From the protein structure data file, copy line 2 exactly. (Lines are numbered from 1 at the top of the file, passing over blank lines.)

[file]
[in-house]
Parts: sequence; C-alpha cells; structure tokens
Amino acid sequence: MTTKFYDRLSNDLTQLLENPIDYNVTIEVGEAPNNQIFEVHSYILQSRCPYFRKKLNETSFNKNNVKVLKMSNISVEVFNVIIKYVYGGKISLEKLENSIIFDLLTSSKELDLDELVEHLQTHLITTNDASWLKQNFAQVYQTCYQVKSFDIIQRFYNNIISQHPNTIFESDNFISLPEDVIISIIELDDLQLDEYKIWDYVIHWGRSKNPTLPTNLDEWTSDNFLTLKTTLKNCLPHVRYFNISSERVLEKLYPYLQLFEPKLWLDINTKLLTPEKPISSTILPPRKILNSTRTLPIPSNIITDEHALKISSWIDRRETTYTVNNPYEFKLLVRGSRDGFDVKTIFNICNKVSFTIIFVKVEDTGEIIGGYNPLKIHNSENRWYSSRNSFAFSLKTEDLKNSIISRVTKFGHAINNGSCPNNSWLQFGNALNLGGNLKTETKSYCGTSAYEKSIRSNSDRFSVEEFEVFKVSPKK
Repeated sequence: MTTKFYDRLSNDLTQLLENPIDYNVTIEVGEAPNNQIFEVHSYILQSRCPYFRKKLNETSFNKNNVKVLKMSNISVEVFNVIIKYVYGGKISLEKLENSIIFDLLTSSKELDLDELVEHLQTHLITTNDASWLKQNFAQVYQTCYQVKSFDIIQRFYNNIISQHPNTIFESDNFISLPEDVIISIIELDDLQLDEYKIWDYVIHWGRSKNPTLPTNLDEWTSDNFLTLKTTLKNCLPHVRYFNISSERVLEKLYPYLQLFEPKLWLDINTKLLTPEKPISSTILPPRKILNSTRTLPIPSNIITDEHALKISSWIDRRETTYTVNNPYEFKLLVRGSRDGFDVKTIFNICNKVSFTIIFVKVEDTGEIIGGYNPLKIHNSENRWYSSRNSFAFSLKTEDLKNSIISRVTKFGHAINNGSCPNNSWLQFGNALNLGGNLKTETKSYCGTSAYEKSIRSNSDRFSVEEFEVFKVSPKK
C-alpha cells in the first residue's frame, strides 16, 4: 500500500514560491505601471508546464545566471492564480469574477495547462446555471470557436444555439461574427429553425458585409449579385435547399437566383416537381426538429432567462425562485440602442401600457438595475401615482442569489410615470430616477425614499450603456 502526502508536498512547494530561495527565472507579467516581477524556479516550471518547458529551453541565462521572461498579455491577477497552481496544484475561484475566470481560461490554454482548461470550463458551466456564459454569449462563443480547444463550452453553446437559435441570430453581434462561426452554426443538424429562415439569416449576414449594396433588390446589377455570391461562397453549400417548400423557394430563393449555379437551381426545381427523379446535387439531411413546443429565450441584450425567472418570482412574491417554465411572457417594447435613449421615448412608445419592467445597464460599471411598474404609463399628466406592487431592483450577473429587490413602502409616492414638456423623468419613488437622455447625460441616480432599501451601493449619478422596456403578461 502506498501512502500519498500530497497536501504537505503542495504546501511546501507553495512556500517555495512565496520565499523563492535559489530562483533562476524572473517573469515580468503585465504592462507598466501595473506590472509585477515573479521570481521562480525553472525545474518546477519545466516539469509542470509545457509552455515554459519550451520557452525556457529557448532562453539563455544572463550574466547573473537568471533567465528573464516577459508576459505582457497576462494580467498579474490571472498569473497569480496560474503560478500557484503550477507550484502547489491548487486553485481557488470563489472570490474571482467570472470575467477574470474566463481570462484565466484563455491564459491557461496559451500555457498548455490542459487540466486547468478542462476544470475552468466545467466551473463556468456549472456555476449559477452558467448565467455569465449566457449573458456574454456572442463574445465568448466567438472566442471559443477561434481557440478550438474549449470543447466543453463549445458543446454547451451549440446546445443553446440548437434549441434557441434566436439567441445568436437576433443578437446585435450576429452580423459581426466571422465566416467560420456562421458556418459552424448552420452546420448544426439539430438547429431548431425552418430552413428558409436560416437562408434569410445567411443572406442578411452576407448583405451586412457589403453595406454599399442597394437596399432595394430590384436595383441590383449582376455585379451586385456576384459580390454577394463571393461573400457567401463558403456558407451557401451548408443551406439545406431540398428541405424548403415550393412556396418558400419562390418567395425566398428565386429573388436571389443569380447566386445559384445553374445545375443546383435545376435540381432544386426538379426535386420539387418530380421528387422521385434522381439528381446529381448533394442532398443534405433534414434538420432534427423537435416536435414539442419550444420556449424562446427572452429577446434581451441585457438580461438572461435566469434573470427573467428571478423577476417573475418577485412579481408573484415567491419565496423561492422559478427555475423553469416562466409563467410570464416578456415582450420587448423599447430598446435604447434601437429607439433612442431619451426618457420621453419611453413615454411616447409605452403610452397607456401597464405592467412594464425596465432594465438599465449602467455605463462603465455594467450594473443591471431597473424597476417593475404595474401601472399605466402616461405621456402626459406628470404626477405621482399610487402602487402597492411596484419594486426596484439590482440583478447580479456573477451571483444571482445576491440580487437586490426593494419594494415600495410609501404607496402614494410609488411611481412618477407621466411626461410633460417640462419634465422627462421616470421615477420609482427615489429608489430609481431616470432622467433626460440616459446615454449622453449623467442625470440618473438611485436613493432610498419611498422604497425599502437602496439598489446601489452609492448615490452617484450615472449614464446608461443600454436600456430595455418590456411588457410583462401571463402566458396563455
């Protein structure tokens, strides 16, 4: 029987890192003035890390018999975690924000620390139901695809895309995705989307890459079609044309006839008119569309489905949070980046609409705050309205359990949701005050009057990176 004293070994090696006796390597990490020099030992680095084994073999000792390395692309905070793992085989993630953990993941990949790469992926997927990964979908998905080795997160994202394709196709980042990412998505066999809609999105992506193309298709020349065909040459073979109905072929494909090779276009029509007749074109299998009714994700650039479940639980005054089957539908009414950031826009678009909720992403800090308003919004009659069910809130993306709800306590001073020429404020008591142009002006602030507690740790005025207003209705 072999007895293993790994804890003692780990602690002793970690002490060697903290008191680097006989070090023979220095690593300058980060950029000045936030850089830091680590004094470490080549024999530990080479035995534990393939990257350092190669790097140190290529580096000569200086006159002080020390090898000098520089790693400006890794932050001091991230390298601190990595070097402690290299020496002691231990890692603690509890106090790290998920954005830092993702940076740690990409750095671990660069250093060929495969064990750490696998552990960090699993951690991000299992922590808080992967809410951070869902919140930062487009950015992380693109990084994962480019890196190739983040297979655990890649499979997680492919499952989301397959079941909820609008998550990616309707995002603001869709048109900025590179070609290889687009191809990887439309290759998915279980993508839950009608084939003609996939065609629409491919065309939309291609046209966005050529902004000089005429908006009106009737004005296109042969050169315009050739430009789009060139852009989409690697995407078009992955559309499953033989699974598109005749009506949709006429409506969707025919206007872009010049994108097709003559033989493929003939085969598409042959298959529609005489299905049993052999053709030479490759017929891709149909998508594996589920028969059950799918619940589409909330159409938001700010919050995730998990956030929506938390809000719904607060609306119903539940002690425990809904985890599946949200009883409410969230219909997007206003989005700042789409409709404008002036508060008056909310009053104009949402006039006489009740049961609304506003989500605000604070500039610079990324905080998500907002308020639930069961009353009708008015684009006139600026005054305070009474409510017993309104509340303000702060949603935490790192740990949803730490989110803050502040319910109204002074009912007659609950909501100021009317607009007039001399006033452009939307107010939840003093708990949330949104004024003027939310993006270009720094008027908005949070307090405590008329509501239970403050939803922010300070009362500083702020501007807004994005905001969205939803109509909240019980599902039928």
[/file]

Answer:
Parts: sequence; C-alpha cells; structure tokens